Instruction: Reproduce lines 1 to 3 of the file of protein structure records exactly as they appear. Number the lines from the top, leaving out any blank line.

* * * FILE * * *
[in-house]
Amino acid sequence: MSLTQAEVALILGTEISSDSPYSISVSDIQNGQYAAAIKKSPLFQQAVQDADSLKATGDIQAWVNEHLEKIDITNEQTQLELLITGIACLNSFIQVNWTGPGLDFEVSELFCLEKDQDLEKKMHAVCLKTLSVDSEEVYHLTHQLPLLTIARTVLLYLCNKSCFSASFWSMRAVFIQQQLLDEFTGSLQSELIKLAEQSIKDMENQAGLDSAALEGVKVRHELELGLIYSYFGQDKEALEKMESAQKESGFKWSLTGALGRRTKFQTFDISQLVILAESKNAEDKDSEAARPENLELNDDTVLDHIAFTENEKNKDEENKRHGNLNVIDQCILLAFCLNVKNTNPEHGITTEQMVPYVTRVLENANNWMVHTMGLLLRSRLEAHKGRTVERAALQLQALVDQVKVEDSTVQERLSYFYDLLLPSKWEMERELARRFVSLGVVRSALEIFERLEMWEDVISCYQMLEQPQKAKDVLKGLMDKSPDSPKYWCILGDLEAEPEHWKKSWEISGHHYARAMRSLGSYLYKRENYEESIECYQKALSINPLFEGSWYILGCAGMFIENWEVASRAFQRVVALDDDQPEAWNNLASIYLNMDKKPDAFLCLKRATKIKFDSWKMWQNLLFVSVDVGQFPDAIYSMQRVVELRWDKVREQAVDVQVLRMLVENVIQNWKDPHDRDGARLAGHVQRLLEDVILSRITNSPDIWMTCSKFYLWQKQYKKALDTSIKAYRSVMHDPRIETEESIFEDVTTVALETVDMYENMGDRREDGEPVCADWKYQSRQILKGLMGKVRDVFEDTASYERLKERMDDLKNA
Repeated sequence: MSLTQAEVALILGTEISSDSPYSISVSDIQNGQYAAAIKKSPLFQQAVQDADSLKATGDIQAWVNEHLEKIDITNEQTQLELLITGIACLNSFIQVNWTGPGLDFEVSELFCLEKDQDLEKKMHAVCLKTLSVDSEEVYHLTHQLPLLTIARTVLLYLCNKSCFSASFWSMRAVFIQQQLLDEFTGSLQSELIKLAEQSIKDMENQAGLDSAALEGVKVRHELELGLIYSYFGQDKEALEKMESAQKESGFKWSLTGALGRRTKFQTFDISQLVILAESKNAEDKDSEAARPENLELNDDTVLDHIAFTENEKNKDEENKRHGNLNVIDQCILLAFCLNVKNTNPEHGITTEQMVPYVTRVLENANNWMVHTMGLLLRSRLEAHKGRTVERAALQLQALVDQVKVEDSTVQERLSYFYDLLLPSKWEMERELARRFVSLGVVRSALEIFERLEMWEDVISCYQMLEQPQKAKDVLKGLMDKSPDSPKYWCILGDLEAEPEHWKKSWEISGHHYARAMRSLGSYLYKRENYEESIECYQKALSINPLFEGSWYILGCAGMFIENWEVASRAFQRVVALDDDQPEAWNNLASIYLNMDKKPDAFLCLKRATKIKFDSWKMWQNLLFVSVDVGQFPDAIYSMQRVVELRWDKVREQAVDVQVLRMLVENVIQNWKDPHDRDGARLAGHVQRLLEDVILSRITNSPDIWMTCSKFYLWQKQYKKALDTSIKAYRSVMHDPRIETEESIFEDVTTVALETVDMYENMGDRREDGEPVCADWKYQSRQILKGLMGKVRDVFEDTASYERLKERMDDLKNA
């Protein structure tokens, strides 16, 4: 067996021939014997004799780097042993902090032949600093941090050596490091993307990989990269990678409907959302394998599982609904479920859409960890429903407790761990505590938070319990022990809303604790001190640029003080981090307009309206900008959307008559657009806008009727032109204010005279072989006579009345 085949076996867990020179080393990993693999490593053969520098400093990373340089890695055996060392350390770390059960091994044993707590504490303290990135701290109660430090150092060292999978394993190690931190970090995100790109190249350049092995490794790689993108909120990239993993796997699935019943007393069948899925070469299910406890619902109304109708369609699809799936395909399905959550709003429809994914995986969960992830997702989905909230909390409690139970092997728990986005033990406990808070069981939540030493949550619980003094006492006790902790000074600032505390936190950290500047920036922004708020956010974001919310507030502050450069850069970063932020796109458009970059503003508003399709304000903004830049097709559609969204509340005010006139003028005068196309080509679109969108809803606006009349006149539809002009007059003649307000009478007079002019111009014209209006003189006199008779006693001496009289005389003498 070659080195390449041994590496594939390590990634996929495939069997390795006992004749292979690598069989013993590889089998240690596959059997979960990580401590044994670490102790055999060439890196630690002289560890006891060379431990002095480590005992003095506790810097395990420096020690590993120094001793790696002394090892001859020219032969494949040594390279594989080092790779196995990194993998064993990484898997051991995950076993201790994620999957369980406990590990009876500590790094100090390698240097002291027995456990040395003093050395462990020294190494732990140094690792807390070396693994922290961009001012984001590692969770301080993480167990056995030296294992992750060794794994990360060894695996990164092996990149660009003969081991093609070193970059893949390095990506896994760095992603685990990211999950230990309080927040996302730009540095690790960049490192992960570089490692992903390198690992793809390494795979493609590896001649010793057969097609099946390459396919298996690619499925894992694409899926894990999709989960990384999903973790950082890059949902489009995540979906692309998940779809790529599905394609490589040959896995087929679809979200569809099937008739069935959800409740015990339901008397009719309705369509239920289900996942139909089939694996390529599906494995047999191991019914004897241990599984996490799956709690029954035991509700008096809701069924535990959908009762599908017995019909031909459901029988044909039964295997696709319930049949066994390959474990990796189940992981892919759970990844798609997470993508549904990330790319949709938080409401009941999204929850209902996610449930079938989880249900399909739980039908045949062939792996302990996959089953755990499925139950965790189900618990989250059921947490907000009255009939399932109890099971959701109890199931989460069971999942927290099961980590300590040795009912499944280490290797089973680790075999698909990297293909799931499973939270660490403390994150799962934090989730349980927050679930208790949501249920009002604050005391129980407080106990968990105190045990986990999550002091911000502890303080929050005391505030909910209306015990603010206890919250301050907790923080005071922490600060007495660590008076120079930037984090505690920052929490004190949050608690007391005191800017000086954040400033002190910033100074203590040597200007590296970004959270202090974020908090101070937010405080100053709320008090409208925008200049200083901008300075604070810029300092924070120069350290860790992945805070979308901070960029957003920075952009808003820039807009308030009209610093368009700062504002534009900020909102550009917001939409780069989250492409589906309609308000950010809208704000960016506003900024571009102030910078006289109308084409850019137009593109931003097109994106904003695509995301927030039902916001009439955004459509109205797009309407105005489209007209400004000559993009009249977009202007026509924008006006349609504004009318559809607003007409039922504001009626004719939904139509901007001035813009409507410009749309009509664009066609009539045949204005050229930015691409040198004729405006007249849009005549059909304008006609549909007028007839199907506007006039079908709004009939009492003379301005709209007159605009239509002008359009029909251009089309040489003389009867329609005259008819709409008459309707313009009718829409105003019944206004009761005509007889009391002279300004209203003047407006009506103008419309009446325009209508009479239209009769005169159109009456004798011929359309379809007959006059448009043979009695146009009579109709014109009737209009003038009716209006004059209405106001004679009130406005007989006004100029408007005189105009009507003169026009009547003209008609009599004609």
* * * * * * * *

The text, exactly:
[in-house]
Amino acid sequence: MSLTQAEVALILGTEISSDSPYSISVSDIQNGQYAAAIKKSPLFQQAVQDADSLKATGDIQAWVNEHLEKIDITNEQTQLELLITGIACLNSFIQVNWTGPGLDFEVSELFCLEKDQDLEKKMHAVCLKTLSVDSEEVYHLTHQLPLLTIARTVLLYLCNKSCFSASFWSMRAVFIQQQLLDEFTGSLQSELIKLAEQSIKDMENQAGLDSAALEGVKVRHELELGLIYSYFGQDKEALEKMESAQKESGFKWSLTGALGRRTKFQTFDISQLVILAESKNAEDKDSEAARPENLELNDDTVLDHIAFTENEKNKDEENKRHGNLNVIDQCILLAFCLNVKNTNPEHGITTEQMVPYVTRVLENANNWMVHTMGLLLRSRLEAHKGRTVERAALQLQALVDQVKVEDSTVQERLSYFYDLLLPSKWEMERELARRFVSLGVVRSALEIFERLEMWEDVISCYQMLEQPQKAKDVLKGLMDKSPDSPKYWCILGDLEAEPEHWKKSWEISGHHYARAMRSLGSYLYKRENYEESIECYQKALSINPLFEGSWYILGCAGMFIENWEVASRAFQRVVALDDDQPEAWNNLASIYLNMDKKPDAFLCLKRATKIKFDSWKMWQNLLFVSVDVGQFPDAIYSMQRVVELRWDKVREQAVDVQVLRMLVENVIQNWKDPHDRDGARLAGHVQRLLEDVILSRITNSPDIWMTCSKFYLWQKQYKKALDTSIKAYRSVMHDPRIETEESIFEDVTTVALETVDMYENMGDRREDGEPVCADWKYQSRQILKGLMGKVRDVFEDTASYERLKERMDDLKNA
Repeated sequence: MSLTQAEVALILGTEISSDSPYSISVSDIQNGQYAAAIKKSPLFQQAVQDADSLKATGDIQAWVNEHLEKIDITNEQTQLELLITGIACLNSFIQVNWTGPGLDFEVSELFCLEKDQDLEKKMHAVCLKTLSVDSEEVYHLTHQLPLLTIARTVLLYLCNKSCFSASFWSMRAVFIQQQLLDEFTGSLQSELIKLAEQSIKDMENQAGLDSAALEGVKVRHELELGLIYSYFGQDKEALEKMESAQKESGFKWSLTGALGRRTKFQTFDISQLVILAESKNAEDKDSEAARPENLELNDDTVLDHIAFTENEKNKDEENKRHGNLNVIDQCILLAFCLNVKNTNPEHGITTEQMVPYVTRVLENANNWMVHTMGLLLRSRLEAHKGRTVERAALQLQALVDQVKVEDSTVQERLSYFYDLLLPSKWEMERELARRFVSLGVVRSALEIFERLEMWEDVISCYQMLEQPQKAKDVLKGLMDKSPDSPKYWCILGDLEAEPEHWKKSWEISGHHYARAMRSLGSYLYKRENYEESIECYQKALSINPLFEGSWYILGCAGMFIENWEVASRAFQRVVALDDDQPEAWNNLASIYLNMDKKPDAFLCLKRATKIKFDSWKMWQNLLFVSVDVGQFPDAIYSMQRVVELRWDKVREQAVDVQVLRMLVENVIQNWKDPHDRDGARLAGHVQRLLEDVILSRITNSPDIWMTCSKFYLWQKQYKKALDTSIKAYRSVMHDPRIETEESIFEDVTTVALETVDMYENMGDRREDGEPVCADWKYQSRQILKGLMGKVRDVFEDTASYERLKERMDDLKNA